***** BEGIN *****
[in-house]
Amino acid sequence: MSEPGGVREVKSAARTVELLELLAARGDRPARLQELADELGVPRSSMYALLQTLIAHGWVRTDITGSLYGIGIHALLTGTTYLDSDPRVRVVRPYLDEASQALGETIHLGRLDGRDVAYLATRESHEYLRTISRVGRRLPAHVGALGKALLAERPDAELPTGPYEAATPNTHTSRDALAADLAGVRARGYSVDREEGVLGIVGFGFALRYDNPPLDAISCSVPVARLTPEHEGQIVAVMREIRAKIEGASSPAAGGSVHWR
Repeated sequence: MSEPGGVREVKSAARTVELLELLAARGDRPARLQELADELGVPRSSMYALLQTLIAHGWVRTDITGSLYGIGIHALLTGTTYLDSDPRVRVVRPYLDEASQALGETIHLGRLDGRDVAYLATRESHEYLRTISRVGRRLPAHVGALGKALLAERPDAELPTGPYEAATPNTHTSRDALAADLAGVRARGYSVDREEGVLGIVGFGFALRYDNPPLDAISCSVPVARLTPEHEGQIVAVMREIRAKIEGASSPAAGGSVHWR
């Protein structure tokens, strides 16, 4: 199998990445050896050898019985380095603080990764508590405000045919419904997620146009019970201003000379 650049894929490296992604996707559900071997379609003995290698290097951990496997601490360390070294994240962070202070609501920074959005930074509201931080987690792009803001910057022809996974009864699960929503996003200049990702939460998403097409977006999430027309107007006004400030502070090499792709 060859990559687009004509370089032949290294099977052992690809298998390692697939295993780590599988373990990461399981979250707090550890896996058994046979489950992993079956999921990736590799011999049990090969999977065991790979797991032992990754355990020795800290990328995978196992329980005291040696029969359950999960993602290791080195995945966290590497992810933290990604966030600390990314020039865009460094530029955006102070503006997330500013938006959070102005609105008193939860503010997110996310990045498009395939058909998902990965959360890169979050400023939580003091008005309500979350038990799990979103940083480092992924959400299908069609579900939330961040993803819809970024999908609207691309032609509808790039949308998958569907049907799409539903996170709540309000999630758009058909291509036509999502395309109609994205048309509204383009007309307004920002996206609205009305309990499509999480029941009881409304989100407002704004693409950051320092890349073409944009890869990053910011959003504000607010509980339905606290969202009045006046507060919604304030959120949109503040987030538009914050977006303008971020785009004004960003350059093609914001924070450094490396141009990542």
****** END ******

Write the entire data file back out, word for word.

[in-house]
Amino acid sequence: MSEPGGVREVKSAARTVELLELLAARGDRPARLQELADELGVPRSSMYALLQTLIAHGWVRTDITGSLYGIGIHALLTGTTYLDSDPRVRVVRPYLDEASQALGETIHLGRLDGRDVAYLATRESHEYLRTISRVGRRLPAHVGALGKALLAERPDAELPTGPYEAATPNTHTSRDALAADLAGVRARGYSVDREEGVLGIVGFGFALRYDNPPLDAISCSVPVARLTPEHEGQIVAVMREIRAKIEGASSPAAGGSVHWR
Repeated sequence: MSEPGGVREVKSAARTVELLELLAARGDRPARLQELADELGVPRSSMYALLQTLIAHGWVRTDITGSLYGIGIHALLTGTTYLDSDPRVRVVRPYLDEASQALGETIHLGRLDGRDVAYLATRESHEYLRTISRVGRRLPAHVGALGKALLAERPDAELPTGPYEAATPNTHTSRDALAADLAGVRARGYSVDREEGVLGIVGFGFALRYDNPPLDAISCSVPVARLTPEHEGQIVAVMREIRAKIEGASSPAAGGSVHWR
């Protein structure tokens, strides 16, 4: 199998990445050896050898019985380095603080990764508590405000045919419904997620146009019970201003000379 650049894929490296992604996707559900071997379609003995290698290097951990496997601490360390070294994240962070202070609501920074959005930074509201931080987690792009803001910057022809996974009864699960929503996003200049990702939460998403097409977006999430027309107007006004400030502070090499792709 060859990559687009004509370089032949290294099977052992690809298998390692697939295993780590599988373990990461399981979250707090550890896996058994046979489950992993079956999921990736590799011999049990090969999977065991790979797991032992990754355990020795800290990328995978196992329980005291040696029969359950999960993602290791080195995945966290590497992810933290990604966030600390990314020039865009460094530029955006102070503006997330500013938006959070102005609105008193939860503010997110996310990045498009395939058909998902990965959360890169979050400023939580003091008005309500979350038990799990979103940083480092992924959400299908069609579900939330961040993803819809970024999908609207691309032609509808790039949308998958569907049907799409539903996170709540309000999630758009058909291509036509999502395309109609994205048309509204383009007309307004920002996206609205009305309990499509999480029941009881409304989100407002704004693409950051320092890349073409944009890869990053910011959003504000607010509980339905606290969202009045006046507060919604304030959120949109503040987030538009914050977006303008971020785009004004960003350059093609914001924070450094490396141009990542």